Somewhere along the bumpy evolutionary path, we have became chronic over-consumers and collectors. It is absolutely no surprise then that ‘clutter happens’. And more clutter means more to manage.
Now as the cooler days and crisper nights have us now reaching for sweaters, socks and fleece blankets, ’tis the season to pack up and put away the collected odds and sods of summer living. And even though we’ll miss the carefree feeling of sun-dresses and flip-flops, there is something so refreshing about marking the change of seasons with a ritual of storing away the old and bringing out new-to-this-year items that have been tucked away for a season or three.
We have methods of organizing summer clutter, but what about the mind clutter?
When do we get around to gathering and clearing the cognitive dust-bunnies that can leave us feeling confused, tired and overwhelmed?
You may have mind clutter if you:
- have a deep yearning for simplicity and fewer competing priorities
- keep forgetting or losing commonplace things daily
- find yourself overly-fixated on insignificant issues
- are more impatient than usual and are chronically irritated
- are noticing inconsistent self-care and sleep patterns
Mind clutter can be as distracting and easily as much of a hindrance to our daily functioning as can physical clutter. But how do we deal with what we can’t see?
When I’m tackling a closet or a basement, I tend to make three piles: “Keep”, “Toss” and “Recycle”. I’ve also found that that same categories come in handy when dealing with a barrage of thoughts and mental preoccupations.
Keep: When held up to the light of reason and experience, is this repeated thought or worry worth keeping around? If it has some value but I don’t have time to sit with it in the moment, it gets written down to be given intentional attention later.
Toss: If the thought is encased in black and white thinking, distortion, generalization or comes from a place of fear, then it is tossed.
Recycle: What have I learned from this current fixation or line of thinking? What life pattern and underlying belief is feeding this fixation? Can I share what I’ve learned with a friend, a colleague or write about it in a blog?
Once the clutter is reduced, it is time to create a management system for what is left. For a moment, think of your mind as a toddler, full of Energizer-bunny exuberance, ideas and untamed curiosity. Then remember that the very same toddler is also impulsive, egocentric and clearly not a pillar of self-discipline.
In the case of an actual toddler, you have compassion for the developmental traits that are expected as a toddler but not quite so acceptable as an adult. And, as the adult in a relationship with the toddler, you’d lovingly, compassionately guide the child towards towards a growing attention, focus, a consideration of outcomes and other general self-regulation tools. You’d also know that growth in these areas would not happen overnight and would be a process with a time-line differing for each person. You would lovingly and with an eye on the long haul, train the child for the long term outcome.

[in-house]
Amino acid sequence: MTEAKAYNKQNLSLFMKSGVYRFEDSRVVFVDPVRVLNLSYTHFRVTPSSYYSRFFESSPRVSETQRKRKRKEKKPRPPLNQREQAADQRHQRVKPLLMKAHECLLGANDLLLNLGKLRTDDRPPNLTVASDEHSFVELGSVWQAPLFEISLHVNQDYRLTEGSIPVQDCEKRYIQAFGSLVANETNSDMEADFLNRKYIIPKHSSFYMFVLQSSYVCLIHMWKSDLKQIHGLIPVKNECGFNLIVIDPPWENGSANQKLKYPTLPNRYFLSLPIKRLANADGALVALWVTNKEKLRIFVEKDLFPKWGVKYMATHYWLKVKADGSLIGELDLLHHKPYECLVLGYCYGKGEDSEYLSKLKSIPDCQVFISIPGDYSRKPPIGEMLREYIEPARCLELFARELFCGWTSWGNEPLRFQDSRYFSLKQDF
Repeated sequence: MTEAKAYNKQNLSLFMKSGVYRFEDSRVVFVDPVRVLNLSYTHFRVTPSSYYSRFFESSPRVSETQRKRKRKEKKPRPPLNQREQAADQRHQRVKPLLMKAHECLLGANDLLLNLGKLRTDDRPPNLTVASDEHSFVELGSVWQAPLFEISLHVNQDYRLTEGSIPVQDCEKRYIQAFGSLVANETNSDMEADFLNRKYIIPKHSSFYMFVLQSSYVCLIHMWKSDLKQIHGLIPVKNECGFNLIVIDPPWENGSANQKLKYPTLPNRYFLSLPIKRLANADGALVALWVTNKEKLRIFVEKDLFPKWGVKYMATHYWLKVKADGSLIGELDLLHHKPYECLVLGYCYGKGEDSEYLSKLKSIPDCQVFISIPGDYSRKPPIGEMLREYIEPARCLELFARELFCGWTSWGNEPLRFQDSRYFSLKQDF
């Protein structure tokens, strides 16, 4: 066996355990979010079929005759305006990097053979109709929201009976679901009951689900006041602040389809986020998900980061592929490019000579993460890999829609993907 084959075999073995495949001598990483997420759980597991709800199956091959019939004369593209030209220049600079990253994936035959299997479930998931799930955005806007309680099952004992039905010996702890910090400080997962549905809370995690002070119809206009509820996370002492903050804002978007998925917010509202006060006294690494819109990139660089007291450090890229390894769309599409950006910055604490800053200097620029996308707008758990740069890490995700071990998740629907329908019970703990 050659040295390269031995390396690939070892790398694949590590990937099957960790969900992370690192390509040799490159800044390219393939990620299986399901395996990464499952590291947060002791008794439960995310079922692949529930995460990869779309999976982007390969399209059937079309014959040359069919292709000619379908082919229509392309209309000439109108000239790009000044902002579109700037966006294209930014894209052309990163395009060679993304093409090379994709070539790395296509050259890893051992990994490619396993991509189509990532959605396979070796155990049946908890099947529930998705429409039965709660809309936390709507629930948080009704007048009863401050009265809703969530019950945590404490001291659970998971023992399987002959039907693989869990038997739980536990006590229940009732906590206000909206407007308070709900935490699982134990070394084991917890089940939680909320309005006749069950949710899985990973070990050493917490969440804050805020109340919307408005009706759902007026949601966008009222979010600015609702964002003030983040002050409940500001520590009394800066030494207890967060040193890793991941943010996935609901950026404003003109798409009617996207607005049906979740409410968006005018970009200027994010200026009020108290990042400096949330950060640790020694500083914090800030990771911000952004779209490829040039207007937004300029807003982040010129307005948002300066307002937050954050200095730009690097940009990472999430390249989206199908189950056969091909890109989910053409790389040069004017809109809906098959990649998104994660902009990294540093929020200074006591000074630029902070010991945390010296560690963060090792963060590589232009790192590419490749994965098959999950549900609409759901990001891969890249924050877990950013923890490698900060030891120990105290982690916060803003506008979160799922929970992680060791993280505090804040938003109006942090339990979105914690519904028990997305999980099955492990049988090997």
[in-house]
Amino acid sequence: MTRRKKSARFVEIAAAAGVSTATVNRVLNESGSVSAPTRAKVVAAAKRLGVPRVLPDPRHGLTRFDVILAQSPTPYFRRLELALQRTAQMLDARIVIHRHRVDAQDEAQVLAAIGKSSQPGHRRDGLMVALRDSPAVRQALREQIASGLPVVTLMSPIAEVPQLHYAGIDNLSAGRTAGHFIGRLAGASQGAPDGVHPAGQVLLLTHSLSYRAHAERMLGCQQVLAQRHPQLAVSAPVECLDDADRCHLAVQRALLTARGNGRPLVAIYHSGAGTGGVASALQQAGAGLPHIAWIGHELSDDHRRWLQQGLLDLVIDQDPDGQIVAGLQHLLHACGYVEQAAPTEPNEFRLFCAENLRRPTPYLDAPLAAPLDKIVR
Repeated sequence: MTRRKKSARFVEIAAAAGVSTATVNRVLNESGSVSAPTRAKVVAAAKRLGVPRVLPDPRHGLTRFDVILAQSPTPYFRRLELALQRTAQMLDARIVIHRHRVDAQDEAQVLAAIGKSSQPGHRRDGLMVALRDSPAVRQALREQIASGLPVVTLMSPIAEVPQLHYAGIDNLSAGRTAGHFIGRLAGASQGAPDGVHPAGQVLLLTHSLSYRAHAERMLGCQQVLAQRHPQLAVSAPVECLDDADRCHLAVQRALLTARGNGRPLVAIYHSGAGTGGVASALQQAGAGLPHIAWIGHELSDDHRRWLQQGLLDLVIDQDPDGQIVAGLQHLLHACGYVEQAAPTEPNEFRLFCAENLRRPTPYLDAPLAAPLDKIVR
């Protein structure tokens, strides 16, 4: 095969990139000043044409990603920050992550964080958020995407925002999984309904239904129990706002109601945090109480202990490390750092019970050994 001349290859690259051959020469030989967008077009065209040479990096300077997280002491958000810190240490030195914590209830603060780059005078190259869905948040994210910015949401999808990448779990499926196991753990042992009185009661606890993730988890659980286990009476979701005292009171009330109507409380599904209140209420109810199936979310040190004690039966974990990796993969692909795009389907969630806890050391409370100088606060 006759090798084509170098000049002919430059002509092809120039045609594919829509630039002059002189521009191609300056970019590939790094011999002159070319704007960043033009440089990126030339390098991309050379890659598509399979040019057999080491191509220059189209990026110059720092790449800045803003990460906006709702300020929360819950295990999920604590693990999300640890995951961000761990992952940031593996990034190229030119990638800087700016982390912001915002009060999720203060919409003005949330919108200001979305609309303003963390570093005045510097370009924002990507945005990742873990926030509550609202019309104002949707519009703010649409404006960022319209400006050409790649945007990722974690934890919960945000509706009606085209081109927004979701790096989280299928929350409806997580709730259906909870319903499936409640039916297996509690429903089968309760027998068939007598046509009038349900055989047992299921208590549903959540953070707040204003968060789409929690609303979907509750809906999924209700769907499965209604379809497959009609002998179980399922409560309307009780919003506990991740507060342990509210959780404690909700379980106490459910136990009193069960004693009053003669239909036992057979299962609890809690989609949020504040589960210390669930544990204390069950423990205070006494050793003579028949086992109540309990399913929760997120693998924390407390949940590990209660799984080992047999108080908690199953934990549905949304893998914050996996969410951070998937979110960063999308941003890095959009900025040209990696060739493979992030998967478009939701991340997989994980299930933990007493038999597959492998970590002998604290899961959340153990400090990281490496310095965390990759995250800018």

Why wouldn’t your mind need the same kind of compassionate training? Like a child, your mind impulsively collects distracting worries, pleasures, needs, fears, opportunities and decisions to be made like a toddler picks up rocks, sticks and frogs. Meditation is an effective mind training/ management system to deal with mental clutter.
Despite it being an endless well of depth to be explored, in its most basic form, meditation is simply sitting with what is. It is not trying to stop the thinking process, nor is it a chance to pronounce judgement on thoughts that will naturally arise in moments of quiet and it is definitely not sitting to create more peace or balance or hope.
It is simply sitting with your rambunctious toddler-mind and warmly inviting its focus back to the breath every time it wanders off to follow something shiny and interesting. That’s it. Sit. Breathe. Bring focus of the mind gently back to the breath. Inhale. Exhale. Sit. Breathe. Bring focus back to the breath. Inhale. Exhale.
Can’t you just feel the clutter fading with each focused breath?
Mind clutter is like having too much furniture in a dark room. When the lights are off, you cannot move around the room without stubbing your toe on something!
So turn on the lights with a few minutes of intentional minimizing and simple meditation each day and notice the incredible joy of “less is more”.